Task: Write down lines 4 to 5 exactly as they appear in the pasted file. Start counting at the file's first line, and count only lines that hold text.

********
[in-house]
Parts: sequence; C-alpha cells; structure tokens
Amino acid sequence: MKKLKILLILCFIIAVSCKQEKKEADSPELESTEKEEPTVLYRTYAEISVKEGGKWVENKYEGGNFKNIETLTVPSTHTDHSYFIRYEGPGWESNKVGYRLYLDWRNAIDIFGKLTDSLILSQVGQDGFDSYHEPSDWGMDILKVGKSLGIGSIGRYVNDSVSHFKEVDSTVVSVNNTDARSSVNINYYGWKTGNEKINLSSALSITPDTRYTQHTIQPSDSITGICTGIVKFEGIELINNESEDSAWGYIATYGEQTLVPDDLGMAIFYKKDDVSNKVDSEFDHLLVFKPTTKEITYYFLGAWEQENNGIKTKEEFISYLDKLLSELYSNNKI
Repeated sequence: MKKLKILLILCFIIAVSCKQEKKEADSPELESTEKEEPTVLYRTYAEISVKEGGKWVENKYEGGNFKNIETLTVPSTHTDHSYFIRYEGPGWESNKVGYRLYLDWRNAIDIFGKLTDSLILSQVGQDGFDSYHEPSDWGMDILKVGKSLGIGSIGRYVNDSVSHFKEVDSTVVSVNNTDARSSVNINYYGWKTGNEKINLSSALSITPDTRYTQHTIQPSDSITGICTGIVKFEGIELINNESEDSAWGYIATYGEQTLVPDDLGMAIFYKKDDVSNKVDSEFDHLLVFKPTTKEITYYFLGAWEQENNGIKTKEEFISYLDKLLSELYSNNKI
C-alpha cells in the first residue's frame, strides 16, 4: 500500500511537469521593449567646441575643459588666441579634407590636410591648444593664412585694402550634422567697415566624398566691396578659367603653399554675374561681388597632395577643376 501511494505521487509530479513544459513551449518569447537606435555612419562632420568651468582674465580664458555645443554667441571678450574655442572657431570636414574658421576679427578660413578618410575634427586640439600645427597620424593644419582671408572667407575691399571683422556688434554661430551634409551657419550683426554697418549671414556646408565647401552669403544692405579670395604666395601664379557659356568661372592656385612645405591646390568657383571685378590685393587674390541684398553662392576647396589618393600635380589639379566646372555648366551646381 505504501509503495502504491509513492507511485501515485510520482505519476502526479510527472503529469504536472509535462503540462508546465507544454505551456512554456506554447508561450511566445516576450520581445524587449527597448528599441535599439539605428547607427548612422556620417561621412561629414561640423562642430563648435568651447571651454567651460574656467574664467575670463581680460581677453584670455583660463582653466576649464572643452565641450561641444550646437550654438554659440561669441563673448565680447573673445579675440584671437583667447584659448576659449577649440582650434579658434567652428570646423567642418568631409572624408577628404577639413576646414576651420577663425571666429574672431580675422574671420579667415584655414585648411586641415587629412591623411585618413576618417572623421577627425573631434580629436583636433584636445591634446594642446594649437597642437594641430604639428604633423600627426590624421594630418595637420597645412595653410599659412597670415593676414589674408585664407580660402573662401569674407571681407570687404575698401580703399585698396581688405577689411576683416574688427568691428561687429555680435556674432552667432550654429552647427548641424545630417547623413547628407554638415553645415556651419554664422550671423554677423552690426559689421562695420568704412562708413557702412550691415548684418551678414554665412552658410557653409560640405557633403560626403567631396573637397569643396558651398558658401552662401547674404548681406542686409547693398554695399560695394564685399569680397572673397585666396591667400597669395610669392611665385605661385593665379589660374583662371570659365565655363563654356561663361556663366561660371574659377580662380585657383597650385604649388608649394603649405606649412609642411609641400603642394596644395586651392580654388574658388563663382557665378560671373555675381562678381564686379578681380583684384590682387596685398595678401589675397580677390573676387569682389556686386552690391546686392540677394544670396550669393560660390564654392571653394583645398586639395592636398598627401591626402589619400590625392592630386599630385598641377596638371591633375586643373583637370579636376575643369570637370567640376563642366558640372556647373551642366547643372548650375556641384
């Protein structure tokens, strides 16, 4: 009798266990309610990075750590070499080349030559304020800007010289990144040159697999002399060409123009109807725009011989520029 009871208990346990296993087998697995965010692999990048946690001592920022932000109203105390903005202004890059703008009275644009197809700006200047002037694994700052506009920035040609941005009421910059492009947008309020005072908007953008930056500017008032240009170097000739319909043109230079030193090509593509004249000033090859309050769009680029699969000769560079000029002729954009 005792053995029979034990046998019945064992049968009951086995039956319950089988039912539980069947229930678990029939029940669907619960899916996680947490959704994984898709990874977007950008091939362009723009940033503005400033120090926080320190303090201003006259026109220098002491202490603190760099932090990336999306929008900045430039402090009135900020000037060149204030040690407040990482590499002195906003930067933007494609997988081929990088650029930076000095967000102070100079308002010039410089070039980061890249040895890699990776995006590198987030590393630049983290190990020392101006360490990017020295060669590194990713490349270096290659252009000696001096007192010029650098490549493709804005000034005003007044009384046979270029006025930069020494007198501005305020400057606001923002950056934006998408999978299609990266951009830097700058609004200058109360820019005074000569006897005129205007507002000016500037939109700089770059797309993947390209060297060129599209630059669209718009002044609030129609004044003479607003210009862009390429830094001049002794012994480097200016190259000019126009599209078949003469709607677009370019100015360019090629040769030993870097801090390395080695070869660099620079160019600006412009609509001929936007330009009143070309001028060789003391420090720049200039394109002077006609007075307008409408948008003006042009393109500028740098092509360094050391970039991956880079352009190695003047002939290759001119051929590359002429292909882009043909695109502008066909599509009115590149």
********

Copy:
Repeated sequence: MKKLKILLILCFIIAVSCKQEKKEADSPELESTEKEEPTVLYRTYAEISVKEGGKWVENKYEGGNFKNIETLTVPSTHTDHSYFIRYEGPGWESNKVGYRLYLDWRNAIDIFGKLTDSLILSQVGQDGFDSYHEPSDWGMDILKVGKSLGIGSIGRYVNDSVSHFKEVDSTVVSVNNTDARSSVNINYYGWKTGNEKINLSSALSITPDTRYTQHTIQPSDSITGICTGIVKFEGIELINNESEDSAWGYIATYGEQTLVPDDLGMAIFYKKDDVSNKVDSEFDHLLVFKPTTKEITYYFLGAWEQENNGIKTKEEFISYLDKLLSELYSNNKI
C-alpha cells in the first residue's frame, strides 16, 4: 500500500511537469521593449567646441575643459588666441579634407590636410591648444593664412585694402550634422567697415566624398566691396578659367603653399554675374561681388597632395577643376 501511494505521487509530479513544459513551449518569447537606435555612419562632420568651468582674465580664458555645443554667441571678450574655442572657431570636414574658421576679427578660413578618410575634427586640439600645427597620424593644419582671408572667407575691399571683422556688434554661430551634409551657419550683426554697418549671414556646408565647401552669403544692405579670395604666395601664379557659356568661372592656385612645405591646390568657383571685378590685393587674390541684398553662392576647396589618393600635380589639379566646372555648366551646381 505504501509503495502504491509513492507511485501515485510520482505519476502526479510527472503529469504536472509535462503540462508546465507544454505551456512554456506554447508561450511566445516576450520581445524587449527597448528599441535599439539605428547607427548612422556620417561621412561629414561640423562642430563648435568651447571651454567651460574656467574664467575670463581680460581677453584670455583660463582653466576649464572643452565641450561641444550646437550654438554659440561669441563673448565680447573673445579675440584671437583667447584659448576659449577649440582650434579658434567652428570646423567642418568631409572624408577628404577639413576646414576651420577663425571666429574672431580675422574671420579667415584655414585648411586641415587629412591623411585618413576618417572623421577627425573631434580629436583636433584636445591634446594642446594649437597642437594641430604639428604633423600627426590624421594630418595637420597645412595653410599659412597670415593676414589674408585664407580660402573662401569674407571681407570687404575698401580703399585698396581688405577689411576683416574688427568691428561687429555680435556674432552667432550654429552647427548641424545630417547623413547628407554638415553645415556651419554664422550671423554677423552690426559689421562695420568704412562708413557702412550691415548684418551678414554665412552658410557653409560640405557633403560626403567631396573637397569643396558651398558658401552662401547674404548681406542686409547693398554695399560695394564685399569680397572673397585666396591667400597669395610669392611665385605661385593665379589660374583662371570659365565655363563654356561663361556663366561660371574659377580662380585657383597650385604649388608649394603649405606649412609642411609641400603642394596644395586651392580654388574658388563663382557665378560671373555675381562678381564686379578681380583684384590682387596685398595678401589675397580677390573676387569682389556686386552690391546686392540677394544670396550669393560660390564654392571653394583645398586639395592636398598627401591626402589619400590625392592630386599630385598641377596638371591633375586643373583637370579636376575643369570637370567640376563642366558640372556647373551642366547643372548650375556641384